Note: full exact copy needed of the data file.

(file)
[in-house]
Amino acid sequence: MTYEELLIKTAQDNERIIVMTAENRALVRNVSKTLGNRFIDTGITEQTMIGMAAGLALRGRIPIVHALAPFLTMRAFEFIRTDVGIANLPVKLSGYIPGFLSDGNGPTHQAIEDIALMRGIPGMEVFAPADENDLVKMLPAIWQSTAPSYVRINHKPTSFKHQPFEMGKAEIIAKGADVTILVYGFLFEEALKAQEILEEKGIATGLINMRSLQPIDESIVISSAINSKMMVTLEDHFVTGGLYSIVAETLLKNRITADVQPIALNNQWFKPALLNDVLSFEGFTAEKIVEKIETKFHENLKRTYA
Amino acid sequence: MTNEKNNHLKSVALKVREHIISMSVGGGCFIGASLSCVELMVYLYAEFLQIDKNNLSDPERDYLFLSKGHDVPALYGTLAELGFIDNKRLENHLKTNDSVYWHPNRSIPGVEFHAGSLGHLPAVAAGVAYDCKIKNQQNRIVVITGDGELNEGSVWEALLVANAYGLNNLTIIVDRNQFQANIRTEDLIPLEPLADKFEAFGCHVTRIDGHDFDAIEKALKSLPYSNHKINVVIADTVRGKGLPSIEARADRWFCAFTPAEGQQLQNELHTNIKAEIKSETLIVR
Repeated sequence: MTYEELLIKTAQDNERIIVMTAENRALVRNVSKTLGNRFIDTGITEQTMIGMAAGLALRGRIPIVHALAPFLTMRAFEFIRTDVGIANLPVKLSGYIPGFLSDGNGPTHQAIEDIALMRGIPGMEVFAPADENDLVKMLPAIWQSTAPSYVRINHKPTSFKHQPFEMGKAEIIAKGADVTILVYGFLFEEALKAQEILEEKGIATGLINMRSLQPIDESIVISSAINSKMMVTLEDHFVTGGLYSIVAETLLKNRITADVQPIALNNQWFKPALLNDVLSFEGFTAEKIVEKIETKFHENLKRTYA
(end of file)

[in-house]
Amino acid sequence: MTYEELLIKTAQDNERIIVMTAENRALVRNVSKTLGNRFIDTGITEQTMIGMAAGLALRGRIPIVHALAPFLTMRAFEFIRTDVGIANLPVKLSGYIPGFLSDGNGPTHQAIEDIALMRGIPGMEVFAPADENDLVKMLPAIWQSTAPSYVRINHKPTSFKHQPFEMGKAEIIAKGADVTILVYGFLFEEALKAQEILEEKGIATGLINMRSLQPIDESIVISSAINSKMMVTLEDHFVTGGLYSIVAETLLKNRITADVQPIALNNQWFKPALLNDVLSFEGFTAEKIVEKIETKFHENLKRTYA
Amino acid sequence: MTNEKNNHLKSVALKVREHIISMSVGGGCFIGASLSCVELMVYLYAEFLQIDKNNLSDPERDYLFLSKGHDVPALYGTLAELGFIDNKRLENHLKTNDSVYWHPNRSIPGVEFHAGSLGHLPAVAAGVAYDCKIKNQQNRIVVITGDGELNEGSVWEALLVANAYGLNNLTIIVDRNQFQANIRTEDLIPLEPLADKFEAFGCHVTRIDGHDFDAIEKALKSLPYSNHKINVVIADTVRGKGLPSIEARADRWFCAFTPAEGQQLQNELHTNIKAEIKSETLIVR
Repeated sequence: MTYEELLIKTAQDNERIIVMTAENRALVRNVSKTLGNRFIDTGITEQTMIGMAAGLALRGRIPIVHALAPFLTMRAFEFIRTDVGIANLPVKLSGYIPGFLSDGNGPTHQAIEDIALMRGIPGMEVFAPADENDLVKMLPAIWQSTAPSYVRINHKPTSFKHQPFEMGKAEIIAKGADVTILVYGFLFEEALKAQEILEEKGIATGLINMRSLQPIDESIVISSAINSKMMVTLEDHFVTGGLYSIVAETLLKNRITADVQPIALNNQWFKPALLNDVLSFEGFTAEKIVEKIETKFHENLKRTYA